Another frozen food ideal with characins is daphnia; some species go after this more than others, but in my experience the "tetra" clan relish daphnia, my tetras gobble them up.

Byron.

Byron Hosking, BMus, MA
Vancouver, BC, Canada

The aquarist is one who must learn the ways of the biologist, the chemist, and the veterinarian. [unknown source]

Something we all need to remember: The fish you've acquired was quite happy not being owned by you, minding its own business. If you’re going to take it under your wing then you’re responsible for it. Every aspect of its life is under your control, from water quality and temperature to swimming space. [Nathan Hill in PFK]

Last edited by Byron; 04-27-2010 at 12:15 PM.
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post #6 of 12 Old 04-27-2010, 01:23 PM Thread Starter
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Yes, I'll try the "thaw" method

I'll go to the dollar store and see if there is such a thing as a small "turkey" baster and use it. For a $1.25 I bought a "special" cutting board for the blood worms, etc so as to not disgust my wife. And I found an old fish gutting knife I use to cut the frozen food - my wife doesn't like the idea of worms on her cutting board - go figure....lol!
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post #7 of 12 Old 04-27-2010, 03:24 PM
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I also use a turkey baster so I can direct them where I want. My catfish never comes out of his cave during the day so if I didn't squirt any worms in there the poor guy would never get any.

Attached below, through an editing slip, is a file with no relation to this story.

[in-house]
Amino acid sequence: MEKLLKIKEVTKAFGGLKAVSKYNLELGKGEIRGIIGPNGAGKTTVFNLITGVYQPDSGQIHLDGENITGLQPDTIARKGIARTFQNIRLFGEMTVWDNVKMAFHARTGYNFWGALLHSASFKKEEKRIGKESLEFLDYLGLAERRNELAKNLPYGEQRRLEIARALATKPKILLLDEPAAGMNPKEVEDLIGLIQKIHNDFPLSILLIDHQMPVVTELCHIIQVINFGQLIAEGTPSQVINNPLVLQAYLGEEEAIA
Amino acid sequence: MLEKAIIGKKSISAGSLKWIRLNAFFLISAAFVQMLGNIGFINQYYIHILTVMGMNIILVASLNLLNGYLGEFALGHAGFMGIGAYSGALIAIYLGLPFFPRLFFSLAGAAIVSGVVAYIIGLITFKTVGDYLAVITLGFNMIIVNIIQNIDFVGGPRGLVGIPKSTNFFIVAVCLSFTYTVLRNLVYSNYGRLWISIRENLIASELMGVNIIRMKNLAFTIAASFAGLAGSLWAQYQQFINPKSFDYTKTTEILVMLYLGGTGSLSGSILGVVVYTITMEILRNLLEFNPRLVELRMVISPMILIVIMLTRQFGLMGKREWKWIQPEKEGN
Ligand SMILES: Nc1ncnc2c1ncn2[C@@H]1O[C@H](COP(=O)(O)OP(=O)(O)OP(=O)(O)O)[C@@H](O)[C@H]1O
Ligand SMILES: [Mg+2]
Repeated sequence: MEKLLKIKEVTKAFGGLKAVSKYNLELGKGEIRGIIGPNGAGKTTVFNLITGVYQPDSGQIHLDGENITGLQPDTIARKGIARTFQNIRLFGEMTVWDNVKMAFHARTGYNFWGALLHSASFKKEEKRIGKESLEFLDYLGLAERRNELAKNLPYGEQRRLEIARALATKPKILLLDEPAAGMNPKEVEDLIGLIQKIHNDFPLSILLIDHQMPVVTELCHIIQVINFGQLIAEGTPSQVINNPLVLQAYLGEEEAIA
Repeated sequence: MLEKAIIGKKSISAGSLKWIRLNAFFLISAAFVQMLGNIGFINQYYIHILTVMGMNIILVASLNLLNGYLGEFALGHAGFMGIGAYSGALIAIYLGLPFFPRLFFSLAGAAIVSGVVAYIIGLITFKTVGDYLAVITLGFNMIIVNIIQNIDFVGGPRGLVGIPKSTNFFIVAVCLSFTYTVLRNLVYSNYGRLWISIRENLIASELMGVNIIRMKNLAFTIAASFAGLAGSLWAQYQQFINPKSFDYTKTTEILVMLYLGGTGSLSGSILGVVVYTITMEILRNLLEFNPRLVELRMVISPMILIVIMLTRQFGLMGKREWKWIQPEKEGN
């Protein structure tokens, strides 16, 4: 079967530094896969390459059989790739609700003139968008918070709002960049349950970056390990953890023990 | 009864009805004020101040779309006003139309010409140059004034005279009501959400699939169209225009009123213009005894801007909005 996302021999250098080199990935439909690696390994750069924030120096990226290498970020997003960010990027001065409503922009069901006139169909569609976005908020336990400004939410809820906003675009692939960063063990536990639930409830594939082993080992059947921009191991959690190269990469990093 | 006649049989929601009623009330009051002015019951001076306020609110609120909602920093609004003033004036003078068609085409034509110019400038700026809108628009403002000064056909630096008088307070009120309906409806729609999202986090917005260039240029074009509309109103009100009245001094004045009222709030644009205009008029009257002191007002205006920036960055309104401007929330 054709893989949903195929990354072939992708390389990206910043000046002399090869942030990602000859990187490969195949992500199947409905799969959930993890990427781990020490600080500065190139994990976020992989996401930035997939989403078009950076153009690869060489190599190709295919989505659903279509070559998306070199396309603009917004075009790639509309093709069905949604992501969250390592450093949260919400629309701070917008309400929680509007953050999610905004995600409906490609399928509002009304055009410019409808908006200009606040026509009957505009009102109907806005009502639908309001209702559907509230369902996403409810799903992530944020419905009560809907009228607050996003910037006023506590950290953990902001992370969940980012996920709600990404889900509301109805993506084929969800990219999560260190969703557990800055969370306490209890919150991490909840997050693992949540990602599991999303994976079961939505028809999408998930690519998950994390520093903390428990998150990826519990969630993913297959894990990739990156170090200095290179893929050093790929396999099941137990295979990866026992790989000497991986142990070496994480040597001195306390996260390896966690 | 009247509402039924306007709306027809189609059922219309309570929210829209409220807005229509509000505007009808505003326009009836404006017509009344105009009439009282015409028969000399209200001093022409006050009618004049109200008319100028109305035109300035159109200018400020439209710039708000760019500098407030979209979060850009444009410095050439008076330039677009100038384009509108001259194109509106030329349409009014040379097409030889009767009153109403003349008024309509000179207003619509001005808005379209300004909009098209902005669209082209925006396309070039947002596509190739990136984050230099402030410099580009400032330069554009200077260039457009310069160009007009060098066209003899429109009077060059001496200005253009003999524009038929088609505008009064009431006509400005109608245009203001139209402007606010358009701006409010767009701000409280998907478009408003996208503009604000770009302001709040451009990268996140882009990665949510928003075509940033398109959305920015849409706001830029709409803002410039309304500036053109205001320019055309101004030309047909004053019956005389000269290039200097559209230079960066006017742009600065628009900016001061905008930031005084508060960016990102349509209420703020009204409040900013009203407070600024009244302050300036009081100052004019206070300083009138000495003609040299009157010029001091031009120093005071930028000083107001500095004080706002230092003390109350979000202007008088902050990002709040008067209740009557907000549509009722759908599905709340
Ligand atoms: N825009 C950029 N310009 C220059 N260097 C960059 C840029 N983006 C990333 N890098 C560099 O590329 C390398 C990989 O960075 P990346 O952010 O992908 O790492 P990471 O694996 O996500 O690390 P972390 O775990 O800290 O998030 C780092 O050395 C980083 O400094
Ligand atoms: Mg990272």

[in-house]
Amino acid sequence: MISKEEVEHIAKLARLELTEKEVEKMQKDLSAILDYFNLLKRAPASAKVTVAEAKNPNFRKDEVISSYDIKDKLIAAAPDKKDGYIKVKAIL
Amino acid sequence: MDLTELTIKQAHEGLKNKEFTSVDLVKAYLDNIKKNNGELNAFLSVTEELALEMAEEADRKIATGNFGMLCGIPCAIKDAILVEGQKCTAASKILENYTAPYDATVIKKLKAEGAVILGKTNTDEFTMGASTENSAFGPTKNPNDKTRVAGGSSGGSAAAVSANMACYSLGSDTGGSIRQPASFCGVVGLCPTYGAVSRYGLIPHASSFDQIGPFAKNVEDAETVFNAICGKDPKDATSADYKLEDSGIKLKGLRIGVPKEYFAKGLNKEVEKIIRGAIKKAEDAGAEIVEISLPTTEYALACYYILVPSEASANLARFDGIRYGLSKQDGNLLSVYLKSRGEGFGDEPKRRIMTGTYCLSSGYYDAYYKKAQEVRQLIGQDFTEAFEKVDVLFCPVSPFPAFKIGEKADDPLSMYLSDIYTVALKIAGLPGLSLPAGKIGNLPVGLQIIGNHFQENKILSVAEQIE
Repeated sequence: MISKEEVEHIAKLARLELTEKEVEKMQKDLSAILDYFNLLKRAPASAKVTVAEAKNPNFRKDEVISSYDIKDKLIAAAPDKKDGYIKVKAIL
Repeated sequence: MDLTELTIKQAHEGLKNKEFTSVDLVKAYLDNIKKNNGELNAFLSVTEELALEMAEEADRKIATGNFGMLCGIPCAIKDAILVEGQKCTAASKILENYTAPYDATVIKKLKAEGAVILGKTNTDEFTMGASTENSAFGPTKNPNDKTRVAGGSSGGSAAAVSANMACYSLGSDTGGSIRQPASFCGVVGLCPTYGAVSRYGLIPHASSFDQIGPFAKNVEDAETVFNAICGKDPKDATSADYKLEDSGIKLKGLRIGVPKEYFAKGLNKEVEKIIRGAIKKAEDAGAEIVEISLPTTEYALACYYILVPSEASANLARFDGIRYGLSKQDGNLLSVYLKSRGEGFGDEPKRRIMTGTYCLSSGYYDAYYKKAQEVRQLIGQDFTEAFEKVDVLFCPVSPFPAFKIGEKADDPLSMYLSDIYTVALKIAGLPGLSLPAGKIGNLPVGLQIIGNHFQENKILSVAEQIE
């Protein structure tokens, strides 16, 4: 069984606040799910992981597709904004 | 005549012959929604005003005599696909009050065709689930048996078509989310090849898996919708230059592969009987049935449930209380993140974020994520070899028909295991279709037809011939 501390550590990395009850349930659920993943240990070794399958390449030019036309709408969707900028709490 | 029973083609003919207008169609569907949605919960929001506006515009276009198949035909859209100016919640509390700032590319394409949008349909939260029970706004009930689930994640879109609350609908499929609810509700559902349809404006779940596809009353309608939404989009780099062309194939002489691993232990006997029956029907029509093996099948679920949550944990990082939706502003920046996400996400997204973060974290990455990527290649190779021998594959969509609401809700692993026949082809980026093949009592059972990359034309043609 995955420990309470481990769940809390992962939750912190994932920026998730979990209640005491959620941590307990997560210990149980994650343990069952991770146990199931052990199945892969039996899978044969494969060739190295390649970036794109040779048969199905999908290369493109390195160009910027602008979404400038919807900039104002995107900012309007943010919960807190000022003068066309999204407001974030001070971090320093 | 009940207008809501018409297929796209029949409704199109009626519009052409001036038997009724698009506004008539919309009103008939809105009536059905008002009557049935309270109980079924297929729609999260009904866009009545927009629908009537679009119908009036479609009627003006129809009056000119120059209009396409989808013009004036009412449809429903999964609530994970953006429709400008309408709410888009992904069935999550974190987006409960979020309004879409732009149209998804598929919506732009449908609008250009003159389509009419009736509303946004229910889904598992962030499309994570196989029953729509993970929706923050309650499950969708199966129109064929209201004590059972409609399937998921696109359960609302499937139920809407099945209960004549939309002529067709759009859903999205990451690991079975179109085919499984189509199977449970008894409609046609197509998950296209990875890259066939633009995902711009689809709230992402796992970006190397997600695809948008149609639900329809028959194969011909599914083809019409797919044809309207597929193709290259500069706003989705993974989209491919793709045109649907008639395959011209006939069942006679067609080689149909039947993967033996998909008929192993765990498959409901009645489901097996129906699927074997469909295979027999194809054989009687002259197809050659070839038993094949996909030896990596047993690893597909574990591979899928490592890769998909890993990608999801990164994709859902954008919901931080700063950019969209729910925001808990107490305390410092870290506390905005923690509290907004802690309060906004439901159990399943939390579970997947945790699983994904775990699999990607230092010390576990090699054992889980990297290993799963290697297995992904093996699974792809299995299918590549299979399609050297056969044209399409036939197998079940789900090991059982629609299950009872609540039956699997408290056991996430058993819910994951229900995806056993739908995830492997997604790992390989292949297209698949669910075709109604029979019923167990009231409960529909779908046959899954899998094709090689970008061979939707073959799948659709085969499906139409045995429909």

If you don't stand up for something you'll fall for anything...
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post #8 of 12 Old 04-28-2010, 04:34 AM
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I use an eyedropper. They come in packs of two for $1 or something at Walgreen's. I thaw my frozen foods in shotglasses.

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post #9 of 12 Old 04-28-2010, 10:37 AM
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rsn48, why are you cutting bloodworms (presumably the frozen)? Glowlights will easily manage them thawed. They have an excellent set of choppers (teeth).

Byron Hosking, BMus, MA
Vancouver, BC, Canada

The aquarist is one who must learn the ways of the biologist, the chemist, and the veterinarian. [unknown source]

Something we all need to remember: The fish you've acquired was quite happy not being owned by you, minding its own business. If you’re going to take it under your wing then you’re responsible for it. Every aspect of its life is under your control, from water quality and temperature to swimming space. [Nathan Hill in PFK]
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post #10 of 12 Old 04-28-2010, 12:04 PM Thread Starter
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Cutting blood worms

Byron, the small little packs the blood worms come in are too large to be fed at once. Even a third of one of those small cubes is too much. I cut off enough (sometimes too much) to feed for one sitting. One of those small cubes will go about four feedings for fourteen Glow Lights.

I don't have large tanks like you do (well, I do have a 75 gallon not yet set up) so I suspect you will use most if not all of the cube.